“Really?”

“Yup. Where are you trying to get to?”

“Shere.”

“It’s the second on your left, about a half an hour walk away.”

I finally admitted it was raining and took my waterproof jacket out of my bag. Like a wearied soldier heading back to the battlefield, I donned my jacket, shouldered my rucksack and headed into the rain to Shere. I was thankful for the waterproof but maybe the jeans weren’t helping matters. It wasn’t a long way to Shere but I figured I should stop for another cup of tea when I got there or I might drown! So I looked…

…and looked….

Well, at least the museum will have something, I guessed. That’s what I’d come into Shere for anyway. I had done my research, I knew the museum was open on a Thursday. Making my way there under the shelter of overhanging trees, I arrived at the door to see this …

… It was 4.30pm…

So I figured it was time to head back to my starting point to finish the walk and head home to dry off. On my way, there was loads of bunting around. Some looked to be leftover Jubilee stuff and some said London 2012 on it. It turns out that next week, the Olympic torch is coming through the area. I’ll just say this, they’d better be bloody open then! I won’t say ‘I hope it doesn’t rain’ because I don’t want to jinx it.

Anyway, the walk back to the beginning/end point was quite pretty, even though the rain fell harder and harder….!

And not once did I see Agatha Christie…. O wait, she was in Harrogate, wasn’t she…?

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7 responses to this post.

  1. One of my favourite authors, “The Lady Vanishes” was quite a story as it did happen, I wonder where she went.

    The walk looks cool it’s been many years since i was last in Guilford which reminds me i need to walk more, might as well make the most of the summer(insert sarcasm)

    Reply

  2. Fancy that – no cup of tea! Shere bad luck I call it….haha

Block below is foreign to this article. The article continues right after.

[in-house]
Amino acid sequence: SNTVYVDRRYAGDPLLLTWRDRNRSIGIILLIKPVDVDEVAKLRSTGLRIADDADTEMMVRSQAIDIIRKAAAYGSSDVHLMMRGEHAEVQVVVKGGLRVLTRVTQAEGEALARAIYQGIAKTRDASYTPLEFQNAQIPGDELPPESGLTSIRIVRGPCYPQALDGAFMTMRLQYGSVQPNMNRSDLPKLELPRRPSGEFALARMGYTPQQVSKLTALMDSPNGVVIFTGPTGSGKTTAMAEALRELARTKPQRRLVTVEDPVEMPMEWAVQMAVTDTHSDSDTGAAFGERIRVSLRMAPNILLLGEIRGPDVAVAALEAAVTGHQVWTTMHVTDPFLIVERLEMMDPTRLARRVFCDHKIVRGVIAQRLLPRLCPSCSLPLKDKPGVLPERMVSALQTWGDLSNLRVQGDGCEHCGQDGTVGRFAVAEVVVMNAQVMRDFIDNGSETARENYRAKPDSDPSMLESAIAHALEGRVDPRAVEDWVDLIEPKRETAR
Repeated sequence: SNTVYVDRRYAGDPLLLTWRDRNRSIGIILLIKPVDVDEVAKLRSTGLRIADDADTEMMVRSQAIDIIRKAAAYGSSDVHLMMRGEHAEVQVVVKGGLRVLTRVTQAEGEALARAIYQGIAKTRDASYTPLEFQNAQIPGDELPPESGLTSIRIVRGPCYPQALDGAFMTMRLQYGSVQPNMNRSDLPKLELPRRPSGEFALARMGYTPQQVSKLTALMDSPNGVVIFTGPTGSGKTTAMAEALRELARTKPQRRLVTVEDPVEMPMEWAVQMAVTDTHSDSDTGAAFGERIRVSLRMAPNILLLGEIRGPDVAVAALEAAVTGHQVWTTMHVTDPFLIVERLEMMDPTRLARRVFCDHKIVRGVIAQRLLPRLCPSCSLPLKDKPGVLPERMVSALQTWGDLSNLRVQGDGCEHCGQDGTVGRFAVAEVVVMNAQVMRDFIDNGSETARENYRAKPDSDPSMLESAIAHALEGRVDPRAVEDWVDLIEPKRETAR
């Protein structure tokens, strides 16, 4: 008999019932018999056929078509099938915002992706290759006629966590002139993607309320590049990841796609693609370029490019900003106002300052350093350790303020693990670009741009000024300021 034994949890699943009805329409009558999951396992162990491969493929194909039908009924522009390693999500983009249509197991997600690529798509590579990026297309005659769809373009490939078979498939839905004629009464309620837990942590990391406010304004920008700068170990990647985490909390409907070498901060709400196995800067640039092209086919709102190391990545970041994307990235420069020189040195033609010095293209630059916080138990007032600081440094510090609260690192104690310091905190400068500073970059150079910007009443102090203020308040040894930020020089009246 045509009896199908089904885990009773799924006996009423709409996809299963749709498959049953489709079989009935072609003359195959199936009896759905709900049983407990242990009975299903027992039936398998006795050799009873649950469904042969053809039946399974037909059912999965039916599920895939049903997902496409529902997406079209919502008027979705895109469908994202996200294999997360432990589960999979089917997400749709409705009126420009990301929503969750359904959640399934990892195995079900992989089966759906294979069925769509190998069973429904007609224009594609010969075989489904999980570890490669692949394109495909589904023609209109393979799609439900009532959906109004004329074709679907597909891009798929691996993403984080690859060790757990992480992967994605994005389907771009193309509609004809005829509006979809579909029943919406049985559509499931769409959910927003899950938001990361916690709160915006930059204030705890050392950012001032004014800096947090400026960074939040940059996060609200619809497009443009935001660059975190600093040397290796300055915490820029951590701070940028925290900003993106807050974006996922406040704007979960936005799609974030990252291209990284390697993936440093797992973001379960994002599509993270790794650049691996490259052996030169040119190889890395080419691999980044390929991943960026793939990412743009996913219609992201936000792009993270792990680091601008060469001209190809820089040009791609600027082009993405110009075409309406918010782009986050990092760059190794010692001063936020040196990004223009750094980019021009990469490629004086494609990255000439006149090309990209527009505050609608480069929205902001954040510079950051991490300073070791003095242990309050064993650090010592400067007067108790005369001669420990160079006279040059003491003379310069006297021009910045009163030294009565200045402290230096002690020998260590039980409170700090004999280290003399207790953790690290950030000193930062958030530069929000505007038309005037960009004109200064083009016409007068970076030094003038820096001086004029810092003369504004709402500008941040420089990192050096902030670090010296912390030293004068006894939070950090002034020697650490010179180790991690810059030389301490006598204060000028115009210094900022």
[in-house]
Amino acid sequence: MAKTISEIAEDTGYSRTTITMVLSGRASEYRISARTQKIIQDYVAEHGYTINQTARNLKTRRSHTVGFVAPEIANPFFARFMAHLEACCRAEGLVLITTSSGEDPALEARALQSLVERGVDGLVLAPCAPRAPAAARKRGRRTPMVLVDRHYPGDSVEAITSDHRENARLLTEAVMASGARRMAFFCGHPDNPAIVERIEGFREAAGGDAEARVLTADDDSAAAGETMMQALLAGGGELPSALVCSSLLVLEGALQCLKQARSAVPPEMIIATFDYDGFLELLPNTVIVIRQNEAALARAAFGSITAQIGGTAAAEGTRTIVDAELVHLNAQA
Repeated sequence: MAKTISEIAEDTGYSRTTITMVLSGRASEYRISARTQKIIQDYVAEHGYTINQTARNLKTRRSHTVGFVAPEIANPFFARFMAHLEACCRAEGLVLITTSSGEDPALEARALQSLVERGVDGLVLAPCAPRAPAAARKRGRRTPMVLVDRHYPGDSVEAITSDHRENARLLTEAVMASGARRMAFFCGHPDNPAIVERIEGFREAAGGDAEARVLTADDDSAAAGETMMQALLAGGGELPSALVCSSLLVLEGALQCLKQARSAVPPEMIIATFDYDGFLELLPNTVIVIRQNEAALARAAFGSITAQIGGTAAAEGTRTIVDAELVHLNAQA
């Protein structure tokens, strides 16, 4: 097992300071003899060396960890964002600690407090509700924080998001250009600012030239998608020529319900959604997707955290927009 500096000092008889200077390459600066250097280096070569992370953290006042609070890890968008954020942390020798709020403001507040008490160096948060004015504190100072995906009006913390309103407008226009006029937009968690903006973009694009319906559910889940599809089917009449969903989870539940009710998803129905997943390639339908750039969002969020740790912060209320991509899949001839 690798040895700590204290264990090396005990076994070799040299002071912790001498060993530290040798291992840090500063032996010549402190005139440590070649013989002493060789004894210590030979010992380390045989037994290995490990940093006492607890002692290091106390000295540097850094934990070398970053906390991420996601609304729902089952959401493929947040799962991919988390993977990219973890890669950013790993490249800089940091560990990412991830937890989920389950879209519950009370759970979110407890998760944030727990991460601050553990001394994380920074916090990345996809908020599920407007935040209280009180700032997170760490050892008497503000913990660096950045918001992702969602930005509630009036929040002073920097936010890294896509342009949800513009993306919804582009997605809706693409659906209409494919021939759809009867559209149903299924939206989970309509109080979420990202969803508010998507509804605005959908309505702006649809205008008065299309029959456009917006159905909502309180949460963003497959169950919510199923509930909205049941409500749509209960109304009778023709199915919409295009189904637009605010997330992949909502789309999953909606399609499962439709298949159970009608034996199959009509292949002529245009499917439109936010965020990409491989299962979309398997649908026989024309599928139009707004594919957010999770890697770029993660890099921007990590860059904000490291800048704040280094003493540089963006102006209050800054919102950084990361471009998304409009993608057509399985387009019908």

Reply

  3. The Observer newspaper carried an article (2006) which claimed that writer Andrew Norman had solved (or near enough solved) the reason for her disappearance: a “fugue state” or more precisely a “psychogenic trance”. It fits more of the symptoms better than other explanations he reckons. She was found in Harrogate, as LLM says, but curiously living under an assumed name. The condition is apparently brought on by trauma or depression and more recently (1995) Stephen Fry suffered similarly when he up and disappeared without a word to anyone; he was later found in Bruges. So now you know.

    Reply

  4. More like this please. Absolutely loved it – the woods, the statue, the crystal water, the legend of King John – brought all my English past back…
    If you’re walking again, you might like to explore Waggoners Wells between Liphook and Hindhead. My first husband proposed there under the trees beside the lakes.
    Hope it’s still as beautiful as it was fifty years ago!!!!

    Reply

    • What a lovely story! I’ll get my maps out and plan a walk for where you have suggested. I try and do one long walk a week, on my day off so will be posting when I do another. I did one in Highgate the week before, following a Coleridge history walk, which you might enjoy?

      Reply

  5. […] Mountain with a wisdom stick – “As we pottered along, admiring the views….” 13.7.12 – Searching For Agatha – “…and potter about in the countryside for a while.” I like that expression “to potter” […]